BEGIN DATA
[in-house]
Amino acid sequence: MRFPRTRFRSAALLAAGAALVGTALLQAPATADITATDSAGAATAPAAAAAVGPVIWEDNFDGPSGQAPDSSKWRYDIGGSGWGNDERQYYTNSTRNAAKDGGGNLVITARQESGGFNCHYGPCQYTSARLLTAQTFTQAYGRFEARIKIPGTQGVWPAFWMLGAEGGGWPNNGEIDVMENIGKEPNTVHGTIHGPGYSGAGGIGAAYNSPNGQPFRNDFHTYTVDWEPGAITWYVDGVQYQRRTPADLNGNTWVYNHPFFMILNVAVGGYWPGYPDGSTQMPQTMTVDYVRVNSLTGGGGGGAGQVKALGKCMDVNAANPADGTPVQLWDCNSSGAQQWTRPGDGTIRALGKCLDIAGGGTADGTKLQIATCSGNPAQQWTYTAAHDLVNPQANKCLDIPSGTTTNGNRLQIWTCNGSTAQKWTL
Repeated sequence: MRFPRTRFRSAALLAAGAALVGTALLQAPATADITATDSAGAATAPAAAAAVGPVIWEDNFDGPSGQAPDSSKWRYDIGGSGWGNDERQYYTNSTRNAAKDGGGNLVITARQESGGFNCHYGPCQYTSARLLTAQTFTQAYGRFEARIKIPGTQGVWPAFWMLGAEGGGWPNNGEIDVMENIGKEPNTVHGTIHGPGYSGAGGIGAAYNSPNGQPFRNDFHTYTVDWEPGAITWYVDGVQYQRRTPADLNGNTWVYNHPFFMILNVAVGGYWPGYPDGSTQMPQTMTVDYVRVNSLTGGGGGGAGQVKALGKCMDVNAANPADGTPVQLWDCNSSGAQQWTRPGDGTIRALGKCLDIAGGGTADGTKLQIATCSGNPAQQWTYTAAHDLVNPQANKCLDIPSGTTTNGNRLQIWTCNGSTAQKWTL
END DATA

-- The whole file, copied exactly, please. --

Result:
[in-house]
Amino acid sequence: MRFPRTRFRSAALLAAGAALVGTALLQAPATADITATDSAGAATAPAAAAAVGPVIWEDNFDGPSGQAPDSSKWRYDIGGSGWGNDERQYYTNSTRNAAKDGGGNLVITARQESGGFNCHYGPCQYTSARLLTAQTFTQAYGRFEARIKIPGTQGVWPAFWMLGAEGGGWPNNGEIDVMENIGKEPNTVHGTIHGPGYSGAGGIGAAYNSPNGQPFRNDFHTYTVDWEPGAITWYVDGVQYQRRTPADLNGNTWVYNHPFFMILNVAVGGYWPGYPDGSTQMPQTMTVDYVRVNSLTGGGGGGAGQVKALGKCMDVNAANPADGTPVQLWDCNSSGAQQWTRPGDGTIRALGKCLDIAGGGTADGTKLQIATCSGNPAQQWTYTAAHDLVNPQANKCLDIPSGTTTNGNRLQIWTCNGSTAQKWTL
Repeated sequence: MRFPRTRFRSAALLAAGAALVGTALLQAPATADITATDSAGAATAPAAAAAVGPVIWEDNFDGPSGQAPDSSKWRYDIGGSGWGNDERQYYTNSTRNAAKDGGGNLVITARQESGGFNCHYGPCQYTSARLLTAQTFTQAYGRFEARIKIPGTQGVWPAFWMLGAEGGGWPNNGEIDVMENIGKEPNTVHGTIHGPGYSGAGGIGAAYNSPNGQPFRNDFHTYTVDWEPGAITWYVDGVQYQRRTPADLNGNTWVYNHPFFMILNVAVGGYWPGYPDGSTQMPQTMTVDYVRVNSLTGGGGGGAGQVKALGKCMDVNAANPADGTPVQLWDCNSSGAQQWTRPGDGTIRALGKCLDIAGGGTADGTKLQIATCSGNPAQQWTYTAAHDLVNPQANKCLDIPSGTTTNGNRLQIWTCNGSTAQKWTL